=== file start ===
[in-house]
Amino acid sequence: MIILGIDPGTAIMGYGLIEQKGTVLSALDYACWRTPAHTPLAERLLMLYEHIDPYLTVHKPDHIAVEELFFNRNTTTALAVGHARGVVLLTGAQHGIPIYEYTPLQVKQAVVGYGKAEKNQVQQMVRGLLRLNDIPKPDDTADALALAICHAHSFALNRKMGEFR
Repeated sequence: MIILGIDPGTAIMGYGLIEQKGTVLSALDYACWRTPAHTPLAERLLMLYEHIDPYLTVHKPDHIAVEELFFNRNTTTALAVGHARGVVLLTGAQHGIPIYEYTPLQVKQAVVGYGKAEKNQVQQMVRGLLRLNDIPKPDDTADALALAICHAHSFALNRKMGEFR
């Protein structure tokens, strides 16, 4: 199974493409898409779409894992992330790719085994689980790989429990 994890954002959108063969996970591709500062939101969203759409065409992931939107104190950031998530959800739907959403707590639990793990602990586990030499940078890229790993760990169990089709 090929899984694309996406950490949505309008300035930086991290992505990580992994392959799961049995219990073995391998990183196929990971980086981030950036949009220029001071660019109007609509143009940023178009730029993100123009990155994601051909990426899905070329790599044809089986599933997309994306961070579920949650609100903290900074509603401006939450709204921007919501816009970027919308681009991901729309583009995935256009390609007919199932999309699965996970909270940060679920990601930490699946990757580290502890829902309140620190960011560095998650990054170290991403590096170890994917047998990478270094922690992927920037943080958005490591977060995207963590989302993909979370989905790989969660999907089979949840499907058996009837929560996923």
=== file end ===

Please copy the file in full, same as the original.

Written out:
[in-house]
Amino acid sequence: MIILGIDPGTAIMGYGLIEQKGTVLSALDYACWRTPAHTPLAERLLMLYEHIDPYLTVHKPDHIAVEELFFNRNTTTALAVGHARGVVLLTGAQHGIPIYEYTPLQVKQAVVGYGKAEKNQVQQMVRGLLRLNDIPKPDDTADALALAICHAHSFALNRKMGEFR
Repeated sequence: MIILGIDPGTAIMGYGLIEQKGTVLSALDYACWRTPAHTPLAERLLMLYEHIDPYLTVHKPDHIAVEELFFNRNTTTALAVGHARGVVLLTGAQHGIPIYEYTPLQVKQAVVGYGKAEKNQVQQMVRGLLRLNDIPKPDDTADALALAICHAHSFALNRKMGEFR
């Protein structure tokens, strides 16, 4: 199974493409898409779409894992992330790719085994689980790989429990 994890954002959108063969996970591709500062939101969203759409065409992931939107104190950031998530959800739907959403707590639990793990602990586990030499940078890229790993760990169990089709 090929899984694309996406950490949505309008300035930086991290992505990580992994392959799961049995219990073995391998990183196929990971980086981030950036949009220029001071660019109007609509143009940023178009730029993100123009990155994601051909990426899905070329790599044809089986599933997309994306961070579920949650609100903290900074509603401006939450709204921007919501816009970027919308681009991901729309583009995935256009390609007919199932999309699965996970909270940060679920990601930490699946990757580290502890829902309140620190960011560095998650990054170290991403590096170890994917047998990478270094922690992927920037943080958005490591977060995207963590989302993909979370989905790989969660999907089979949840499907058996009837929560996923």